The moment I looked back, my hopes sank. This wasn’t a damaged tyre, it was a complete collapse of suspension or wheel hub. There was no prospect of getting that car back out into the three-hour race.
Croft’s excellent marshalling and recovery team got the car off the circuit and sympathetically lifted back to the paddock where I could work on it. On removing the wheel, which was only kept tethered to the car by its brake disc being trapped in the caliper, we found the driveshaft end had sheared off. The huge nut on the end of that shaft holds the wheel hub together, so with it gone, the bearing had collapsed and the wheel came completely free of its mounting. It looked like the car had been running on a cracked shaft which had progressively bitten through until complete failure. A cracked shaft such as you might expect if your car had been thrown bodily across a racetrack by a collision two hours previous…
It really hurt to see the car lifted onto a truck for the first time in my entire ownership. Reliability had been so key in everything we’d done, and the car had proven itself time and again, so it felt absurd to retire with two and three-quarter hours’ racing still to go. It was small consolation that the failure didn’t seem to be down to our preparation or our driving. We had little to do but watch the more fortunate drivers still racing, load all our equipment back into the stricken car, and wonder about how to get it home.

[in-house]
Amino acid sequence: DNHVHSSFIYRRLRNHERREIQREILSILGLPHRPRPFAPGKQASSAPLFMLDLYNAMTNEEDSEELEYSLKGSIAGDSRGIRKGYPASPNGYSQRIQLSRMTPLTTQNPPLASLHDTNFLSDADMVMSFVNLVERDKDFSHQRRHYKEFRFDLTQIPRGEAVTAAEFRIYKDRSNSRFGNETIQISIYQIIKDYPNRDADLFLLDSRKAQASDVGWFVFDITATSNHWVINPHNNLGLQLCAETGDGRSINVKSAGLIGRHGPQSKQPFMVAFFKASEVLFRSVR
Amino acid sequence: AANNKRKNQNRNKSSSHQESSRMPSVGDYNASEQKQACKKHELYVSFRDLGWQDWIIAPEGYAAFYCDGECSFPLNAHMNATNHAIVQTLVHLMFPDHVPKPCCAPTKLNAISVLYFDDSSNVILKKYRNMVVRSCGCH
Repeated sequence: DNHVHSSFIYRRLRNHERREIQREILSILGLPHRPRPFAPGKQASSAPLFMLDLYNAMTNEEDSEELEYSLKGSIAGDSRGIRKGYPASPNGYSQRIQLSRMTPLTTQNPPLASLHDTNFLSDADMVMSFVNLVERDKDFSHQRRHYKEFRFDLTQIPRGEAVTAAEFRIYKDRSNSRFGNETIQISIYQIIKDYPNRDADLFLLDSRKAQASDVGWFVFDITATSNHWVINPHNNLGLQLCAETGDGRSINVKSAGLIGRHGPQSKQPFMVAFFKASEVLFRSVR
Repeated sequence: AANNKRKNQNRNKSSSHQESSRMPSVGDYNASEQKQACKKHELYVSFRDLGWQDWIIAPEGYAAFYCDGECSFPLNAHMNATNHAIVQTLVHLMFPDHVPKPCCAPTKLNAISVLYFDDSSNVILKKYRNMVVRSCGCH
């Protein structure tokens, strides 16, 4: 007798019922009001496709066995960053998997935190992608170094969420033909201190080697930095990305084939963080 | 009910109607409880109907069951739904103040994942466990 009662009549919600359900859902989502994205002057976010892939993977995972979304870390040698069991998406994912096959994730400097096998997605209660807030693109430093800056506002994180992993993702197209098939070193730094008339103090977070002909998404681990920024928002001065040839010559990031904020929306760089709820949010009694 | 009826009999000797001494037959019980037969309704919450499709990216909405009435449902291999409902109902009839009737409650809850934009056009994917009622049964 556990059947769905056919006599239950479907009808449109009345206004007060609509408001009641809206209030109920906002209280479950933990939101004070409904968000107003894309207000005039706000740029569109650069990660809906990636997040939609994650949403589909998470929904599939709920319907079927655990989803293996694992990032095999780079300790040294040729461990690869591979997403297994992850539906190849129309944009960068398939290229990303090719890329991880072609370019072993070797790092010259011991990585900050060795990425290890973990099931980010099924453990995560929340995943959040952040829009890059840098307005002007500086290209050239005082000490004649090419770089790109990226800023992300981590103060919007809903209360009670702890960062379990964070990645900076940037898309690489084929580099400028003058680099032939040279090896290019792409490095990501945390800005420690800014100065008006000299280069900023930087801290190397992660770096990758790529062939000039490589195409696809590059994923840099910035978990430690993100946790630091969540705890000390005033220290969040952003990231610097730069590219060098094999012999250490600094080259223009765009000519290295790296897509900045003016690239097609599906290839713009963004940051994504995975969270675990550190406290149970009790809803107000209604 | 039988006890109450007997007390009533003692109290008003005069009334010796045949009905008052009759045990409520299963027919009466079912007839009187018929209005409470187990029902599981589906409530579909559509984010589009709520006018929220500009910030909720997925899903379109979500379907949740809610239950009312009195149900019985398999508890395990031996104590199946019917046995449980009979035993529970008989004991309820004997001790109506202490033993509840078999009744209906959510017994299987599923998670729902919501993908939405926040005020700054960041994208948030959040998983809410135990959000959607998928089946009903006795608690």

The marshalling team at Croft went above and beyond to help us with that. They put us in touch with a local recovery firm and even tracked me down in the paddock later in the day to make sure I’d been able to get something arranged. At not-insignificant cost – even in the context of endurance racing! – I had, and by 10pm that evening the car was home.
What happens next for #36?
Well, in the cold light of Monday morning, the car looked no prettier. The further I inspected the more damage I found, and the bodyshell looks well beyond what you’d consider saving on a road car. Motorsport is different – not only in the value of the car, but also in the effort required to transplant everything to another shell, with welded rollcage feet and plumbed-in fire extinguishers to name just two jobs requiring a lot of work. Saving this car could still be the most cost-effective way to get racing again, and if there’s any chance she can live on, I want to take it. Work continues now to rebuild the rear left corner and get the car driveable, so it can be properly assessed and a decision taken. In the meantime we’ve had to withdraw from the next two rounds at Spa-Francorchamps, a real disappointment that – along with our failure to finish at Croft – also puts us out of contention for the championship.
I’ll keep you updated as I try to bring the car back.